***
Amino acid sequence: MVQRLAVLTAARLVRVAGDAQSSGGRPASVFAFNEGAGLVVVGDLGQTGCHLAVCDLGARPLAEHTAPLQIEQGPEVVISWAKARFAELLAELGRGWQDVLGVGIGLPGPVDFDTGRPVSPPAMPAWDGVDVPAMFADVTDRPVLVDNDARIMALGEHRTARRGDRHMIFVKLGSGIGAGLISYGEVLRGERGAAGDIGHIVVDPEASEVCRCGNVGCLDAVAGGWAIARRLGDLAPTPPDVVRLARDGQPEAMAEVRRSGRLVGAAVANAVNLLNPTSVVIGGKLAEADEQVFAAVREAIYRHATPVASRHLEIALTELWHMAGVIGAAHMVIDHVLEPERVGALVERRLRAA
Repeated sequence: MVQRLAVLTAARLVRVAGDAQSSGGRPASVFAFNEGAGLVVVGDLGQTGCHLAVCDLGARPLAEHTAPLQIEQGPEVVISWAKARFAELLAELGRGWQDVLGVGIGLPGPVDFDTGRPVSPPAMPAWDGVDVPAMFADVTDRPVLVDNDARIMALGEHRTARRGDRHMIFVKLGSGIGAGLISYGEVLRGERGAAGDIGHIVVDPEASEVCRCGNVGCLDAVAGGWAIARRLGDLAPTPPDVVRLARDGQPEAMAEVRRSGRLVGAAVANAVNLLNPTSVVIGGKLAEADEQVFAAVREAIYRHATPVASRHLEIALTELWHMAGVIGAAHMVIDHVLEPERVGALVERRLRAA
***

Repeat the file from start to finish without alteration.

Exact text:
Amino acid sequence: MVQRLAVLTAARLVRVAGDAQSSGGRPASVFAFNEGAGLVVVGDLGQTGCHLAVCDLGARPLAEHTAPLQIEQGPEVVISWAKARFAELLAELGRGWQDVLGVGIGLPGPVDFDTGRPVSPPAMPAWDGVDVPAMFADVTDRPVLVDNDARIMALGEHRTARRGDRHMIFVKLGSGIGAGLISYGEVLRGERGAAGDIGHIVVDPEASEVCRCGNVGCLDAVAGGWAIARRLGDLAPTPPDVVRLARDGQPEAMAEVRRSGRLVGAAVANAVNLLNPTSVVIGGKLAEADEQVFAAVREAIYRHATPVASRHLEIALTELWHMAGVIGAAHMVIDHVLEPERVGALVERRLRAA
Repeated sequence: MVQRLAVLTAARLVRVAGDAQSSGGRPASVFAFNEGAGLVVVGDLGQTGCHLAVCDLGARPLAEHTAPLQIEQGPEVVISWAKARFAELLAELGRGWQDVLGVGIGLPGPVDFDTGRPVSPPAMPAWDGVDVPAMFADVTDRPVLVDNDARIMALGEHRTARRGDRHMIFVKLGSGIGAGLISYGEVLRGERGAAGDIGHIVVDPEASEVCRCGNVGCLDAVAGGWAIARRLGDLAPTPPDVVRLARDGQPEAMAEVRRSGRLVGAAVANAVNLLNPTSVVIGGKLAEADEQVFAAVREAIYRHATPVASRHLEIALTELWHMAGVIGAAHMVIDHVLEPERVGALVERRLRAA